Cost Accounting

Differences between standard cost and standard costing

What is the standard cost?

A standard cost is a predetermined cost. It is a determination of the cost in advance of production.

The standard cost is the amount anticipated to be paid for materials or labour. The standard quantity is the estimated amount of materials or labour used. A standard cost may be derived from the history of industry standards. The firm may then analyse its efficiency by comparing the standard expenses to its actual outcomes.

It is essential to establish cost standards at the beginning of a period to construct a budget, control material, labour, and administrative expenses, and set a fair price for a product. A corporation often determines standard costs at the beginning of the fiscal year for prices paid and amounts utilised.

The technique is known as “standard costing” when standard costs are used for cost control.

standard cost and standard costing

Definition of Standard Cost and Standard Costing

The costing terminology of the Chartered Institute of Management Accountants, London, defines a standard cost and standard costing as follows:

“A determined calculation of how much costs should be under specified working conditions. It is built up from on assessment of the value of cost elements and correlates technical specifications and the quantification of material, labour and another cost to the prices and or wages rates expected to apply during the period in which the standard cost is intended to be used. Its main purposes are to provide bases for control through variance accounting for the valuation of stock and work in progress and in some cases, for fixing selling prices.”

The main points in the above definition are:

  • It is a pre-determined calculation of what cost should be under specific working conditions.
  • It is built up by correlating standard quantity (of machine time, the labour time and material) and forecasting the future market trend for price standards (I.e., prices for materials, wage rates and machine cost per hour etc.)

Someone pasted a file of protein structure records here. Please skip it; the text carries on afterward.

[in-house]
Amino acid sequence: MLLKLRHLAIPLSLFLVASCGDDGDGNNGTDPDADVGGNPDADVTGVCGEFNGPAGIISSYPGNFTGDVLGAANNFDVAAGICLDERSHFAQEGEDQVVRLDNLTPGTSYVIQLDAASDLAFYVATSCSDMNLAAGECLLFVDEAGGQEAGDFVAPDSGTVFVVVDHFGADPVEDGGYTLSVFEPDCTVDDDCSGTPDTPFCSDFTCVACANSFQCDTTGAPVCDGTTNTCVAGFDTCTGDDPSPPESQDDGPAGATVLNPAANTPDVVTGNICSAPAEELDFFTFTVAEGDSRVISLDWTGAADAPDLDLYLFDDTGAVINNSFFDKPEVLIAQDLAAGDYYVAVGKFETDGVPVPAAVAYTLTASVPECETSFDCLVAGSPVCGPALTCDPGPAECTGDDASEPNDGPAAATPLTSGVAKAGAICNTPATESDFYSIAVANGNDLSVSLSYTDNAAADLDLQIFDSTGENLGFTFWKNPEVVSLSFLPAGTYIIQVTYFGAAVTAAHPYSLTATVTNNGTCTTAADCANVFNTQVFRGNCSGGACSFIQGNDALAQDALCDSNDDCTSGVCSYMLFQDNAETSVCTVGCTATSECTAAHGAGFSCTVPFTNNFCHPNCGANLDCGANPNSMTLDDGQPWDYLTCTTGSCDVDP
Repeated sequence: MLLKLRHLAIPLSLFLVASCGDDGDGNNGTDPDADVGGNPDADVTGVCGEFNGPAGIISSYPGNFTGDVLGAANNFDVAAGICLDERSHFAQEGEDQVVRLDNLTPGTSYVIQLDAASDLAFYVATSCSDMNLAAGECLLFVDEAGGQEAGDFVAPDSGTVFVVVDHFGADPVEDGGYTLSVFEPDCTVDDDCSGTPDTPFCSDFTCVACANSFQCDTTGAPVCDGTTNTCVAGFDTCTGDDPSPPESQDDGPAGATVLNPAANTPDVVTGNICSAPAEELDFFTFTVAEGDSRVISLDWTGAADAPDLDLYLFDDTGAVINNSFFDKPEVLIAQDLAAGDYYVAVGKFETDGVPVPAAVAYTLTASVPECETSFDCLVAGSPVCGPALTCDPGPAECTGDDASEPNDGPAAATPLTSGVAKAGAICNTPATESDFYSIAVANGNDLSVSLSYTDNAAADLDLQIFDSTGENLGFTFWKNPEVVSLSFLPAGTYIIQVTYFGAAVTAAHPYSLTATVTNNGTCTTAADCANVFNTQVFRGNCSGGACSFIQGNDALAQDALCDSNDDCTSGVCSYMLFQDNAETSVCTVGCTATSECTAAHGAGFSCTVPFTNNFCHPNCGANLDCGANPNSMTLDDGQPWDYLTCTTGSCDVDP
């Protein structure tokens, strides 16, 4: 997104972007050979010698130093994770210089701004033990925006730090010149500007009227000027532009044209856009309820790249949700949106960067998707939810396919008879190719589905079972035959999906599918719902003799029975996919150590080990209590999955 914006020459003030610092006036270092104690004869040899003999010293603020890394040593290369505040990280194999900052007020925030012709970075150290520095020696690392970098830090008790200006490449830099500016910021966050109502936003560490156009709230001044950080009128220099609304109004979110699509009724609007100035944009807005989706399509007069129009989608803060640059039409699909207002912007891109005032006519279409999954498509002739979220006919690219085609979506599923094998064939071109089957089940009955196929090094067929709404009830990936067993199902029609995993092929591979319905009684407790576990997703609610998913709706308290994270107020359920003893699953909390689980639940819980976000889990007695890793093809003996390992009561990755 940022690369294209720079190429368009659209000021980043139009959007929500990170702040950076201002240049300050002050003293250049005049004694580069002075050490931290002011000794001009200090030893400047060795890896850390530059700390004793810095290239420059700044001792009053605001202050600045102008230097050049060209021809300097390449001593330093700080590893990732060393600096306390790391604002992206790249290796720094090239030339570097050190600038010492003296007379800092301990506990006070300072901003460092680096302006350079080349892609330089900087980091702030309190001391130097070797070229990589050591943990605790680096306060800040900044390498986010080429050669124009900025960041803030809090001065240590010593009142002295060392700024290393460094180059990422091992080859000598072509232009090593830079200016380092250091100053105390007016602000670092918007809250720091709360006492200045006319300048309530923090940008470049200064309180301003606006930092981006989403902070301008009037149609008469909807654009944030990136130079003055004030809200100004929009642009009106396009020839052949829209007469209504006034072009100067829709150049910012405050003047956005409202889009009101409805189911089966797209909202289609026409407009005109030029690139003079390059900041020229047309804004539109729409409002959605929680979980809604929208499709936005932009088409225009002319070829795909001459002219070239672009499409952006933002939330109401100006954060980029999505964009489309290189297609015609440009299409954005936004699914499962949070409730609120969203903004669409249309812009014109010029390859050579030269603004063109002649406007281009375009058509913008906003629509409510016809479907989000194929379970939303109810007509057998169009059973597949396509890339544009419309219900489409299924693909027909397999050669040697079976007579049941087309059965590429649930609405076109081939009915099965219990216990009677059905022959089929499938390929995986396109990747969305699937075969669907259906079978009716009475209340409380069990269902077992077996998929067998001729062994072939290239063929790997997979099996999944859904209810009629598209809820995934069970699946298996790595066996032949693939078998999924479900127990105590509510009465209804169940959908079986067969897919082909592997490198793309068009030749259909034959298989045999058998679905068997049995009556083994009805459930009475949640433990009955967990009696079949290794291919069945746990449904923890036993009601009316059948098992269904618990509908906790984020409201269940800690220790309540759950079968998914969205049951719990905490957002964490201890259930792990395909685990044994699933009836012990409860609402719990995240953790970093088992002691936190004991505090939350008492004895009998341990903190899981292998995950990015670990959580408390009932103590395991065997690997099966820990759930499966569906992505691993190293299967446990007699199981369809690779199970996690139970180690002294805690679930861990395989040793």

• It provides the basis for control through variance accounting.
  • It provides the basis for stock valuation and works-in-progress and, in some cases, fixing selling prices.

Typically, standard costs are defined based on feasible productivity levels (production). They act as a benchmark and are important for inspiring average performance. Under the assumption that everything is perfect, machines do not break down, employees arrive on time, there are no flaws, no scrap, and materials are flawless, an ideal standard level is established.

Uses of standard costs

You may have referred to them as standards when you have set and attempted to reach goals.
Periodically, you may compare your actual performance to these standards and examine the discrepancies to determine your progress towards your objective. Similarly, management establishes objectives, such as standard expenses, and then compares actual costs to these objectives to discover potential issues.

Advantages of Standard Costs

Improved cost control

By establishing standards for each sort of expense spent and then emphasising exceptions or deviations — instances when things did not go as planned — businesses may achieve stronger cost management. Variances serve as a basis for evaluating the success of managers in controlling the expenditures for which they are accountable.

More information that managers can use to plan and make decisions

When management comes up with good cost standards and is able to keep production costs under control, future costs should be close to the standard. So, management can use standard costs to make budgets and estimates for bids on more accurate jobs. The top management can use a standard cost system to help them plan and make decisions.

More accurate and easier to use inventory measurement